With in-depth discussions, the Community Opioid Action Team (COAT) hosted the last of their World Cafe series.
They’ve been hosting the forums of discussion since October, reaching a wide range of community members, talking about opioid awareness and harm reduction.
“I’ve learned there’s actually a lot of really passionate people in Dawson Creek who want to be involved. I learnt that there is a lot of room for change. Like Dawson Creek is a small community, but we have the resources to initiate change, all we need is the people to buy in,” says Stephanie Lowe, project coordinator for COAT.
“Dawson Creek is actually a really great community, we’re a rural, remote community, but there’s also a lot of passion and compassion that is here that doesn’t get acknowledged.”
COAT — which is an offshoot of the harm reduction team in Dawson Creek — started the world cafes after garnering community interest at last year’s “People are dying in Dawson Creek” event and had secured a grant.
“We had a group of concerned individuals, they were community members, service providers, and peers, we thought, ‘Well, what are we going to do? This is such a huge project, this is such a huge thing, where do you start?’ So we chatted about how we would get this information, ‘Do we knock on doors? Do we cold call? What do we do?’ And then that’s where the World Cafe idea came up,” Lowe shares.
The first session in October was directly with peers, those with lived experience of addiction, with over 25 in attendance. Then they were off to Chetwynd for the second one, and the third in Tumbler Ridge saw a full house.
The final two sessions — one for service providers during the day, and one for the community in the evening.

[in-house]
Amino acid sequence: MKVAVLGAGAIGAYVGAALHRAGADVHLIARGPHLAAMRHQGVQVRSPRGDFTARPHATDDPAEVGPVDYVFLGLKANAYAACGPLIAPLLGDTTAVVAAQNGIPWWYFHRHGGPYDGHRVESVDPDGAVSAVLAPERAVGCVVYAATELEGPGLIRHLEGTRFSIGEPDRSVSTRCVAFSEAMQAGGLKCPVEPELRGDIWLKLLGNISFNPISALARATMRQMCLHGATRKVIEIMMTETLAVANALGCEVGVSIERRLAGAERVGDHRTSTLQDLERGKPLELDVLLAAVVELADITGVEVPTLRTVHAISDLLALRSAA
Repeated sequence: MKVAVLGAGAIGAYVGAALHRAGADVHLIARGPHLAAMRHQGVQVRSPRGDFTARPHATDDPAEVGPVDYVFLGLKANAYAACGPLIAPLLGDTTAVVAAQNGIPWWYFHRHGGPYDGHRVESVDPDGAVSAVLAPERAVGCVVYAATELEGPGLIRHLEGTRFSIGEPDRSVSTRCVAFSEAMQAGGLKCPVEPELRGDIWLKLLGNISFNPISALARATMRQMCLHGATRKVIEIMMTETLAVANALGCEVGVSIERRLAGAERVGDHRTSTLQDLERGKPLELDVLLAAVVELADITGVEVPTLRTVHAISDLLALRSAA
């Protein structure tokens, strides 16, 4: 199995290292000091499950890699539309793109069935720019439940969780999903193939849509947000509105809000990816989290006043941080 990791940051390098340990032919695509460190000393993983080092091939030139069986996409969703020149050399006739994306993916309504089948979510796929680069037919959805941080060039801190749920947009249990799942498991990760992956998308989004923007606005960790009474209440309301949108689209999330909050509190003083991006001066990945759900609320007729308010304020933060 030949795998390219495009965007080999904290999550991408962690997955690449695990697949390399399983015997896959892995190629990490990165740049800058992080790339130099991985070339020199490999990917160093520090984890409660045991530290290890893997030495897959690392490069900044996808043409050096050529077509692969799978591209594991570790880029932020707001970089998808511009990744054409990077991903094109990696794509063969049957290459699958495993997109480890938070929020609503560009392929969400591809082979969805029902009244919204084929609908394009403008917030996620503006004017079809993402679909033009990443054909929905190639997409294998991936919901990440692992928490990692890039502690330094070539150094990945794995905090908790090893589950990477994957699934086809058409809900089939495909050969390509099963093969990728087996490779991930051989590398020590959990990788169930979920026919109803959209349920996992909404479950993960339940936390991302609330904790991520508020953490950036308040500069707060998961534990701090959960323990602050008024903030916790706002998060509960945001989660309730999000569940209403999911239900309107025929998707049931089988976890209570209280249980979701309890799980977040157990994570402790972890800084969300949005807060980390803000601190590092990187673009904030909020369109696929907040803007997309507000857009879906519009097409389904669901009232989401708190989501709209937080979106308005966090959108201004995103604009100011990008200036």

Now the plan is to take the data from the five world cafes and put in a plan of action.
One of the big lessons from the session with peers is the need for activities.
“We need a peer support group that’s run by peers, that’s facilitated by peers,” says Lowe. “Different kinds of activities, it could be like swimming passes, it could be art and music lessons, it’s just something to fill time, because when you’re trying to come out of addiction, you need to replace that time with something else.”
That lines up with upcoming activities on COAT’s radar. An art therapy group beginning this month, where some of the art will displayed in Photovoice, another exciting project that will be on exhibit at the Art Gallery in August.
“It’s a destigmatizing project to actually show people this is what life is like for a community member in Dawson Creek So we’re partnering with the Art Gallery, who is graciously providing us the space for the last two weeks of August to host this show, so we’ll have a photographer actually show people how to use cameras, we’ll supply the cameras, there’s gonna be lessons, people are able to sell their artwork if they want,” says Lowe.
And for the next while — as long as it takes — COAT will be reflecting on the lessons from the World Cafes and putting together their report.
“One thing that was really apparent is that peers need to be involved in the policy change, because what’s happening is that there’s people who without that lived experience are the ones who creating policy, and peers are very capable of saying this what we need, because this has been our experience. That’s the type of policy change that we want,” says Lowe.
COAT also offers naloxone training and fentanyl test strips to the community. And they’re looking for help.
You can contact them on Facebook at “@communityopioidactionteam,” or by email at email@example.com.